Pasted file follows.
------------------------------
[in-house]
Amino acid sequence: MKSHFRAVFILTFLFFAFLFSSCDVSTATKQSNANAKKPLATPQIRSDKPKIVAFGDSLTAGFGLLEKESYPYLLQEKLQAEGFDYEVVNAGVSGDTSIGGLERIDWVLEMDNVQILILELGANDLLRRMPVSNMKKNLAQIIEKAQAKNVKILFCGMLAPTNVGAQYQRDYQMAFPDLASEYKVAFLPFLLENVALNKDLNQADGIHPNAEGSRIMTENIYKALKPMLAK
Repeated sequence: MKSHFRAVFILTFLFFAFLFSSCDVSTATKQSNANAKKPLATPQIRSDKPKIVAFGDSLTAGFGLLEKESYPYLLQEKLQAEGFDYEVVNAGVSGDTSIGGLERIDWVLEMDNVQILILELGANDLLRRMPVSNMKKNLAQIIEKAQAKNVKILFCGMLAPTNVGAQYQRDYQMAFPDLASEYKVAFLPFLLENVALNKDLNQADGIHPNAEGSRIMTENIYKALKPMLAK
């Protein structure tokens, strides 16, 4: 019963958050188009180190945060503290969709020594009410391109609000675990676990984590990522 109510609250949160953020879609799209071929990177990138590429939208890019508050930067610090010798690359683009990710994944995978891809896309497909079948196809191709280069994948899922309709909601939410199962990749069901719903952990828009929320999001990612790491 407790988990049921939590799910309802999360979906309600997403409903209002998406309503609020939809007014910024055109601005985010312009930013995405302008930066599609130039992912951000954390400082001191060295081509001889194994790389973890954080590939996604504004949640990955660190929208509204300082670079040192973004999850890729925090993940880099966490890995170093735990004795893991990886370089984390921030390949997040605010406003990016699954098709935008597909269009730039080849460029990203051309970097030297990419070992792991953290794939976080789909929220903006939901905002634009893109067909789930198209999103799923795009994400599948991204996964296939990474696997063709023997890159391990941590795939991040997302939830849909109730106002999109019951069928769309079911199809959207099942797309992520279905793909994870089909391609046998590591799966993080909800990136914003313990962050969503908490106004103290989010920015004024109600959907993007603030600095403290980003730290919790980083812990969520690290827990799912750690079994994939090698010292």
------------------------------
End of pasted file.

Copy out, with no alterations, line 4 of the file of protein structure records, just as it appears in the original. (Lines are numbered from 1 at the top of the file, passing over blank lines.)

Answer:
């Protein structure tokens, strides 16, 4: 019963958050188009180190945060503290969709020594009410391109609000675990676990984590990522 109510609250949160953020879609799209071929990177990138590429939208890019508050930067610090010798690359683009990710994944995978891809896309497909079948196809191709280069994948899922309709909601939410199962990749069901719903952990828009929320999001990612790491 407790988990049921939590799910309802999360979906309600997403409903209002998406309503609020939809007014910024055109601005985010312009930013995405302008930066599609130039992912951000954390400082001191060295081509001889194994790389973890954080590939996604504004949640990955660190929208509204300082670079040192973004999850890729925090993940880099966490890995170093735990004795893991990886370089984390921030390949997040605010406003990016699954098709935008597909269009730039080849460029990203051309970097030297990419070992792991953290794939976080789909929220903006939901905002634009893109067909789930198209999103799923795009994400599948991204996964296939990474696997063709023997890159391990941590795939991040997302939830849909109730106002999109019951069928769309079911199809959207099942797309992520279905793909994870089909391609046998590591799966993080909800990136914003313990962050969503908490106004103290989010920015004024109600959907993007603030600095403290980003730290919790980083812990969520690290827990799912750690079994994939090698010292």